2.7 Rome in Athens   - Reading: The Stoa Consortium for Electronic Publication in the Humanities: The Ancient City of Athens: Kevin T. Glowacki’s “The Library of Hadrian,” University of Chicago: Encyclopaedia Romana: James Grout’s “Temple of Olympian Zeus (Olympieion),” and The Stoa Consortium for Electronic Publication in the Humanities: The Ancient City of Athens: Kevin T. Glowacki’s “The Philopappos Monument” Links: The Stoa Consortium for Electronic Publication in the Humanities: The Ancient City of Athens: Kevin T. Glowacki’s “The Library of Hadrian” (HTML), University of Chicago: Encyclopaedia Romana: James Grout’s “Temple of Olympian Zeus (Olympieion)” (HTML), and The Stoa Consortium for Electronic Publication in the Humanities: The Ancient City of Athens: Kevin T. Glowacki’s “The Philopappos Monument” (HTML)
 
Instructions: Please read the entirety of these web pages in order for an overview of some of the most important Roman monuments in Athens.  Please also look closely at all cited images.
 
Terms of Use: Please respect the copyright and terms of use displayed on the webpage above.

  • Lecture: Yale University: Professor Diana E. E. Kleiner’s “Roman Wine in Greek Bottles: The Rebirth of Athens” Lecture Link: Yale University: Professor Diana E. E. Kleiner’s “Roman Wine in Greek Bottles: The Rebirth of Athens” (YouTube)

    Also available in:
    HTML, Adobe Flash, Mp3 or QuickTime
    iTunes U

    Instructions: Please watch the entirety of this video.  As with all lectures for this class, you should pay careful attention to every image discussed and take careful note of dates and vocabulary.
     
    Terms of Use: Diana E. E. Kleiner, Roman Architecture (Yale University: Open Yale Courses), http://oyc.yale.edu (Accessed March 10, 2011) License: Creative Commons BY-NC-SA 3.0.  The original version can be found here.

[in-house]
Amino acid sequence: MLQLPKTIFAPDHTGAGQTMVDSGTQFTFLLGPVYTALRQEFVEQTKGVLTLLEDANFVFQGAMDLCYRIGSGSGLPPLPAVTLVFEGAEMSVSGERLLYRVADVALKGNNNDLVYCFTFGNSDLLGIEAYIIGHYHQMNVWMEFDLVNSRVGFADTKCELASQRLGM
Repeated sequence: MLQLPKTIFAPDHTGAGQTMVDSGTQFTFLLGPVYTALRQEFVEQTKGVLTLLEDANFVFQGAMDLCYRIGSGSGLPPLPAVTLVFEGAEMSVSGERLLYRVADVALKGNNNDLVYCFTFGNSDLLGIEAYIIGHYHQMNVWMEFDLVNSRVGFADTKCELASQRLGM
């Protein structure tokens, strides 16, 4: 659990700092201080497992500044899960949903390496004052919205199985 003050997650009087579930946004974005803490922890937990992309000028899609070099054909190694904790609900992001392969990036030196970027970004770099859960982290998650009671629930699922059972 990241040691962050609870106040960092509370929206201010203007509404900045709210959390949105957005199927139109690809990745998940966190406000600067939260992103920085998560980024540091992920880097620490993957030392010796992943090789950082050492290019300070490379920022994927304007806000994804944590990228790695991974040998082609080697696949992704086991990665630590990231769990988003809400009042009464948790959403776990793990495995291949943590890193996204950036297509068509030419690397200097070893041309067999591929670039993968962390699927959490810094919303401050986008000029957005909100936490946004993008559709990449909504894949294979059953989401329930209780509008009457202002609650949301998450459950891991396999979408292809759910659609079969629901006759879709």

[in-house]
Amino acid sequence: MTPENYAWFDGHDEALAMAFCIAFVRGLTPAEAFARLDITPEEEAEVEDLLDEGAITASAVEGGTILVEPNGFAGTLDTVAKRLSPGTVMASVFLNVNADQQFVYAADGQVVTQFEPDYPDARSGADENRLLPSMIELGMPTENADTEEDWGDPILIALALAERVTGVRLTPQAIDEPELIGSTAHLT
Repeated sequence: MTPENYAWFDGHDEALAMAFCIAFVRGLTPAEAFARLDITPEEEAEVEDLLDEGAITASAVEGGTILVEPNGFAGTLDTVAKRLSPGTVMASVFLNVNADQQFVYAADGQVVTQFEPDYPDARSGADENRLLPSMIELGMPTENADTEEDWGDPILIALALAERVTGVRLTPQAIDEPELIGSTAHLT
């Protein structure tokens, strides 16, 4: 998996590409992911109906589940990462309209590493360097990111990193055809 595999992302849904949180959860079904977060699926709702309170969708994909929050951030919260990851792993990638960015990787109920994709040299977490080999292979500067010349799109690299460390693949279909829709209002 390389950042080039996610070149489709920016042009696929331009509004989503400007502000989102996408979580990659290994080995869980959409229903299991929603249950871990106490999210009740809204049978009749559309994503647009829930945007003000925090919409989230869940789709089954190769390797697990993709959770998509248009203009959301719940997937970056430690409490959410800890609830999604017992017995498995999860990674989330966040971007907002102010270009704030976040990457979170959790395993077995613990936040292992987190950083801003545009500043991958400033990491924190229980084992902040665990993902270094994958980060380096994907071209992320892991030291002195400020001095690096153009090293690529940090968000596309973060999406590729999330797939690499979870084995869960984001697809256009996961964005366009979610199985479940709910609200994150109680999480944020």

2.8 The Western Provinces   - Reading: Livius.org: Jona Lendering’s “Arusio (Orange),” “Nemausus (Nîmes),” “Segovia” Links: Livius.org: Jona Lendering’s “Arusio (Orange)” (HTML), “Nemausus (Nîmes)” (HTML), and “Segovia” (HTML)
 
Instructions: Please read the entirety of these web pages for an overview of Roman art in the western provinces.  Please also look closely at all cited images.
 
Terms of Use: Please respect the copyright and terms of use displayed on the webpage above.

  • Lecture: Yale University: Professor Diana E. E. Kleiner’s “Making Mini Romes on the Western Frontier” Lecture Link: Yale University: Professor Diana E. E. Kleiner’s “Making Mini Romes on the Western Frontier” (YouTube)

    Also available in:
    HTML, Adobe Flash, Mp3 or QuickTime
    iTunes U
     
    Instructions: Please watch the entirety of this video.  As with all lectures for this class, you should pay careful attention to every image discussed and take careful note of dates and vocabulary.
     
    Terms of Use: Diana E. E. Kleiner, Roman Architecture (Yale University: Open Yale Courses), http://oyc.yale.edu (Accessed March 10, 2011) License: Creative Commons BY-NC-SA 3.0.  The original version can be found here.

2.9 The Roman Tetrarchy   - Reading: Livius.org: Ancient Rome: Jona Lendering’s “Tetrarchy,” and ibiblio’s “Diocletian the Builder, and the Decline of Architecture” Links: Livius.org: Ancient Rome: Jona Lendering’s “Tetrarchy” (HTML) and ibiblio’s “Diocletian the Builder, and the Decline of Architecture” (HTML)